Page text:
Guest Post by Suvaid Yaseen
Of late there has been a rising trend of Kashmiris – professionals, artists, writers, musicians et al presenting their works on Kashmir on a much wider level than before. The larger impression that comes out of it all is that the narrative has been taken up by the people for themselves. A welcome contrast to outsiders flying in and telling us what we want, how we think, and what is actually good for us.
So, every time a Kashmiri artist is presenting his/her work on Kashmir, the expectations among Kashmiris tend to go up. People start feeling that finally their narrative, of how they saw the things, what they went through, would be told to the world, bereft of the lenses of security paradigm through which Kashmir has been usually viewed – a strategic territory, with not-so-strategic, dispensable people.
This can be fortunate as well as unfortunate. On one hand there is a ready audience to appreciate and applaud your work. On the other hand there are expectations to ‘perform’. For the artists themselves, there are additional pressures of ‘balancing’ and having a ‘non-biased’ view from the other side.
Continue reading The Country With A ‘Balancing Office’: Suvaid Yaseen
Set in 2002, shot in 2009, Aamir Bashir’s film Harud will be in select PVR cinemas on Friday, 27 July. Harud is clearly inspired by Iranian films which manage to say a lot without saying much. Like a lot of Iranian cinema, a child is at the centre of the film. The brilliant acting by Shahnawaz Bhat, who plays the protagonist Rafiq, makes the film. In the expressions on his face there is ambiguity and wonderment as much as there is humiliation, helplessness and a desire to do something to change things around him. Here is a film about Kashmir that does not begin with beautiful landscape and does not end with a big encounter between militants and forces. This is not a film that seeks to explain the Kashmir conflict – rather, it takes you inside the lives of ordinary people and how they faced the madness of a conflict. Regardless of what your views on Kashmir are, Harud succeeds in making you empathise with Rafiq and others around him. That, for any narrative on Kashmir, is no small achievement.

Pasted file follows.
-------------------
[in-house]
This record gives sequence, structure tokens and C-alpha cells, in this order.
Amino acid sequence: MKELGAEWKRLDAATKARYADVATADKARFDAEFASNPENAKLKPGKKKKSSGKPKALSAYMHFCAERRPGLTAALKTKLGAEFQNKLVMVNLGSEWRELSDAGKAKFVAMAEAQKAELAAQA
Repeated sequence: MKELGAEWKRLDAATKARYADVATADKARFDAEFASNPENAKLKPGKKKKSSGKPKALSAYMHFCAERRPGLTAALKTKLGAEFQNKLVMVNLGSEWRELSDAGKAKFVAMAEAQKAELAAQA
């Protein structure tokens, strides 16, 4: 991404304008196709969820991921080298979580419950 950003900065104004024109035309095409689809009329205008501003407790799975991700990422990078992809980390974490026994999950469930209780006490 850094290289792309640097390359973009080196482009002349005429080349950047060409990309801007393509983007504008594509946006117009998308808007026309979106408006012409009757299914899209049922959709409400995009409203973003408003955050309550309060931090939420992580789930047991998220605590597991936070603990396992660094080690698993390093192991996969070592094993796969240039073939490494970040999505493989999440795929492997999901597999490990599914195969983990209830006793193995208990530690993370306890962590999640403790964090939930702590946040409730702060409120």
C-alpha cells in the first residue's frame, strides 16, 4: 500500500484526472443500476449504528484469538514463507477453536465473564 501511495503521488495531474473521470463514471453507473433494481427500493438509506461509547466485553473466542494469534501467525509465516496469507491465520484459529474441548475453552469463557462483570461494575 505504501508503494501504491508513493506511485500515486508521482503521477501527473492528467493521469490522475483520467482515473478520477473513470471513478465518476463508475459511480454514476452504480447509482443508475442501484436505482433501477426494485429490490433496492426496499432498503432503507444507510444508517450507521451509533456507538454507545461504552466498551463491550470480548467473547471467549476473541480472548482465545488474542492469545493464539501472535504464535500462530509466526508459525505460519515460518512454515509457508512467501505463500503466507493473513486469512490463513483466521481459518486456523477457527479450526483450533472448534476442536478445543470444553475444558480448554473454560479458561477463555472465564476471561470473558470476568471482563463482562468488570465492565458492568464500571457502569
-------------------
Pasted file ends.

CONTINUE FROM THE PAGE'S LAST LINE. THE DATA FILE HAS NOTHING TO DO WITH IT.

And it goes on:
Read more about the film in Time Out and ArtViewBlog. Here are some interesting interviews of the director.